information, the right of access, and the right to ob-
ject. ese rights gave EU citizens the right to obtain
information about their own personal data being
processed by data controllers, the right to access their
own personal data, and the right to formally object
when they felt that their personal data was being pro-
cessed unfairly and unlawfully. e Data Protection
Directive allowed Member States to transfer personal
data to a third country with an “adequate level of
In addition, the European Charter of Fundamental
Rights (2000), legally binding to all EU member
9 Council of Europe, “Details of Treaty No.108”
10 “Protection of Personal Data,” European Union, accessed 18 April 2016.
11 Ibn al.
states, specically protects rights to privacy, data
protection, and eective judicial remedy in the case of
wrongdoing. After the Lisbon Treaty went into eect
in 2009, data protection became a fundamental right,
further cementing European privacy laws against
government proclivity for loosening privacy protec-
tion mechanisms in favor of more invasive security
In 2000, the EU and the US agreed on the Safe Har-
bor Agreement, which provided the “adequate level of
protection” necessary for data to be legally transferred
between EU Member States and the US. Given the
crucial political and economic alliance between the
United States and the European bloc, this agreement
served as a vital method for thousands of American
and European businesses to legally export data on Eu-
ropean citizens to the US. Aspiring to become a single
digital market, the EU negotiated the Safe Harbor
Agreement to serve as a “one stop shop” for companies
to get information on how to conduct data transfers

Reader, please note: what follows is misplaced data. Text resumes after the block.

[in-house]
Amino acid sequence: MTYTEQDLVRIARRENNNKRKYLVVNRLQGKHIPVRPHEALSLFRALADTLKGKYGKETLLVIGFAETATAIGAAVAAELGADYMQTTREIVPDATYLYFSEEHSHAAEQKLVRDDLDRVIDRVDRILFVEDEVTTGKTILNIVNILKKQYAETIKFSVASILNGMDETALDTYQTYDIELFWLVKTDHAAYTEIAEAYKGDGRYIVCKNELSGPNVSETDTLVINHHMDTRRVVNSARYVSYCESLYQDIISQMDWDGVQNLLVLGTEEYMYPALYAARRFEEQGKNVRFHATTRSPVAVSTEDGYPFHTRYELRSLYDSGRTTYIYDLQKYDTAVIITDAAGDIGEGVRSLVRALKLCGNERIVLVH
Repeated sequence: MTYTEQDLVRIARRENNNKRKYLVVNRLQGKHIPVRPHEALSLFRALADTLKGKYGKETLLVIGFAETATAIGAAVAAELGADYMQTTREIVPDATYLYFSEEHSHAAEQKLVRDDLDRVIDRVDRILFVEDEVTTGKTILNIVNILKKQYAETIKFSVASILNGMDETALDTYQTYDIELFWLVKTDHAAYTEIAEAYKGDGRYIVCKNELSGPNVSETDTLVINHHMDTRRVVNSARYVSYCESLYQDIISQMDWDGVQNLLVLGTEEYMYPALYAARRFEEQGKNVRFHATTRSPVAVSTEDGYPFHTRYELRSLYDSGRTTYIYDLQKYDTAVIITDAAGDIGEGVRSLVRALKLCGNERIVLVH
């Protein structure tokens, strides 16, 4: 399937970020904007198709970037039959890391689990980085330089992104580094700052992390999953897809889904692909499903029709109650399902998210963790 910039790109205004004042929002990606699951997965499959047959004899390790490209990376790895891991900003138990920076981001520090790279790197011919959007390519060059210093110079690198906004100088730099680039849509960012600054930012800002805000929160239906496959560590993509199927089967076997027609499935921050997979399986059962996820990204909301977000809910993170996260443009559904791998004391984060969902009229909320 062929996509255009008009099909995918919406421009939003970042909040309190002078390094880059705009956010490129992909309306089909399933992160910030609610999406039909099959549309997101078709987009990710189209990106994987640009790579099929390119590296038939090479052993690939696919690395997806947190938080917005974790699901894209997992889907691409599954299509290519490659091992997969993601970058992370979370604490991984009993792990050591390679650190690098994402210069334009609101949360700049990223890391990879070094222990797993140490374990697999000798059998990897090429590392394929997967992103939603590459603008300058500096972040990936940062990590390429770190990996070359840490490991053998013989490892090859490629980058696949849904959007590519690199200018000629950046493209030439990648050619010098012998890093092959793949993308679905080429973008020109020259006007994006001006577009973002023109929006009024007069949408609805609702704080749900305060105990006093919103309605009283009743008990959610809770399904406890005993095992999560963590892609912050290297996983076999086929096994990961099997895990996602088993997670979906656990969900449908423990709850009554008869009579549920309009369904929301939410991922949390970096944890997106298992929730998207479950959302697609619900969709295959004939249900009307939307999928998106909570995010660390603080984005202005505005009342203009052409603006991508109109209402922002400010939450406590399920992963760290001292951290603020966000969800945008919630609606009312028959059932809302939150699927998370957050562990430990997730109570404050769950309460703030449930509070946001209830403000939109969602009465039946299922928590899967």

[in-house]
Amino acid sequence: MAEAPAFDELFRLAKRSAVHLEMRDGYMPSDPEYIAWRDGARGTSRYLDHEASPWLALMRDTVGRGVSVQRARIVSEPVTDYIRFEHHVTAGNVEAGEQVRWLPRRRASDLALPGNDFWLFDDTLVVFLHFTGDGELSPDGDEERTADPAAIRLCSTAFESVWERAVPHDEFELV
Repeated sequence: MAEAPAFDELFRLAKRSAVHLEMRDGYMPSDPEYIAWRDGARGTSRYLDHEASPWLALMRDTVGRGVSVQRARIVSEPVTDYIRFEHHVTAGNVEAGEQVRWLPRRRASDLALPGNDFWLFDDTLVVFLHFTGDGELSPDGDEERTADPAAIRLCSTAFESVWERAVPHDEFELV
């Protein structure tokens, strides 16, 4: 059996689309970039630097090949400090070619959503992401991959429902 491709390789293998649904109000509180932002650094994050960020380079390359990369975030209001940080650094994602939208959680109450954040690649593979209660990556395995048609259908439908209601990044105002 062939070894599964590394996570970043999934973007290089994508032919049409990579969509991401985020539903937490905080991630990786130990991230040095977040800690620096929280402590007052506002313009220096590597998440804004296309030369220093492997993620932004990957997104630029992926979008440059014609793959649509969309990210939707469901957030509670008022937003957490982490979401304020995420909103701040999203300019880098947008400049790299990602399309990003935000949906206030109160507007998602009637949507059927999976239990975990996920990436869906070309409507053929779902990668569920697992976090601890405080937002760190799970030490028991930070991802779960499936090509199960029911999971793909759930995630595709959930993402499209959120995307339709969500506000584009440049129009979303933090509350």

in line with EU laws.12
After the National Security Agency government leaks
in June 2013, however, the US and its companies
came under great scrutiny after the leaked documents
showed evidence of ongoing mass government sur-
veillance programs. Among the documented surveil-
lance activity, several instances of the US spying on
close European allies like Germany and the United
Kingdom emerged. In response, the European Court
of Justice invalidated the Safe Harbor Agreement in
October 2015, citing that it did not provide adequate
privacy protection for the 500 million citizens of the
European Union. e ensuing uncertainty left over
4,000 American and European businesses in the dark
on whether they could continue transferring data on
their clients and users from Europe to the US.13
european-court- declare-invalid-data-protection
13 us-
data- collection.html?_r=0
For the next two years, European and American
privacy experts and lawmakers negotiated the terms
of a revised data privacy agreement that would serve a
similar function to the Safe Harbor Agreement, albeit
with a few additions. In February 2016, the Article
29 Working Party, a group of data protection author-
ity representatives from all 28 EU Member States,
presented the EU-US Privacy Shield Agreement that
would serve as the new standard upon which EU citi-
zen data could be exported to the US.
Two major provisions exist in the Privacy Shield
Agreement that European leaders felt were not suf-
ciently guaranteed in the now defunct Safe Harbor
Agreement. e rst was greater limitations placed
on US intelligence agencies regarding the collection
of personal data in intelligence gathering operations.